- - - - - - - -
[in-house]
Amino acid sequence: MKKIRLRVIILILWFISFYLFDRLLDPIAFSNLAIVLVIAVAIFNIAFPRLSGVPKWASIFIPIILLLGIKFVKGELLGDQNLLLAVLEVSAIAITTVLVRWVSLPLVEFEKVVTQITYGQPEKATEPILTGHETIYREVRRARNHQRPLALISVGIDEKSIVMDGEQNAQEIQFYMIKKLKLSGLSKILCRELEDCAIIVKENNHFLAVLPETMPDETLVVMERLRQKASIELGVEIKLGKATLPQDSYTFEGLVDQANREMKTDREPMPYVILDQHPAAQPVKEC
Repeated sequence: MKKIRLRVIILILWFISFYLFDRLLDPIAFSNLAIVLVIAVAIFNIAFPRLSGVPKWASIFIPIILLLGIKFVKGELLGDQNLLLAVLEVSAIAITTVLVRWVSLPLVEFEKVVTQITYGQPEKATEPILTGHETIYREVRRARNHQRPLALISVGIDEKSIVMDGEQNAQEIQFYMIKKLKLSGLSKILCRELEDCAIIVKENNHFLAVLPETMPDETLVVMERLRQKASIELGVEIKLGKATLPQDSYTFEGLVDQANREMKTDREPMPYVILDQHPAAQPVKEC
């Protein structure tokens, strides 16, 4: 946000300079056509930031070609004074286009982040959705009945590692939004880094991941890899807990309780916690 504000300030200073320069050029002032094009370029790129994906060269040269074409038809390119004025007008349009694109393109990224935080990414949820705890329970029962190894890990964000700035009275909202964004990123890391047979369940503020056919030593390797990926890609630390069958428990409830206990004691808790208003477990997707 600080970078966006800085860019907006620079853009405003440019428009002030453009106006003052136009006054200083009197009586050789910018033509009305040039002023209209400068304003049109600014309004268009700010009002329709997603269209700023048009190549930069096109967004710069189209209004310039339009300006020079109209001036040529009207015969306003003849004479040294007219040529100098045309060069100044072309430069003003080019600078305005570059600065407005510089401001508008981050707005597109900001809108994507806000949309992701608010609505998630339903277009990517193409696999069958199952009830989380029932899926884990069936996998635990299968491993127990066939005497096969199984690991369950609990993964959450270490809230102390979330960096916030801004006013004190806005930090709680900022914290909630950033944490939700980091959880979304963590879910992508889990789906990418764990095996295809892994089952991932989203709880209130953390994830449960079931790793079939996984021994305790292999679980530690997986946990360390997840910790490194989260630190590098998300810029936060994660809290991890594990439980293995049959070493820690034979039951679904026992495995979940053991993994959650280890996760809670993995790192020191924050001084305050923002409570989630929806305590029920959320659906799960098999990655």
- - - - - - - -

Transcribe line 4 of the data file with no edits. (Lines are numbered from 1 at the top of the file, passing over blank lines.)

């Protein structure tokens, strides 16, 4: 946000300079056509930031070609004074286009982040959705009945590692939004880094991941890899807990309780916690 504000300030200073320069050029002032094009370029790129994906060269040269074409038809390119004025007008349009694109393109990224935080990414949820705890329970029962190894890990964000700035009275909202964004990123890391047979369940503020056919030593390797990926890609630390069958428990409830206990004691808790208003477990997707 600080970078966006800085860019907006620079853009405003440019428009002030453009106006003052136009006054200083009197009586050789910018033509009305040039002023209209400068304003049109600014309004268009700010009002329709997603269209700023048009190549930069096109967004710069189209209004310039339009300006020079109209001036040529009207015969306003003849004479040294007219040529100098045309060069100044072309430069003003080019600078305005570059600065407005510089401001508008981050707005597109900001809108994507806000949309992701608010609505998630339903277009990517193409696999069958199952009830989380029932899926884990069936996998635990299968491993127990066939005497096969199984690991369950609990993964959450270490809230102390979330960096916030801004006013004190806005930090709680900022914290909630950033944490939700980091959880979304963590879910992508889990789906990418764990095996295809892994089952991932989203709880209130953390994830449960079931790793079939996984021994305790292999679980530690997986946990360390997840910790490194989260630190590098998300810029936060994660809290991890594990439980293995049959070493820690034979039951679904026992495995979940053991993994959650280890996760809670993995790192020191924050001084305050923002409570989630929806305590029920959320659906799960098999990655």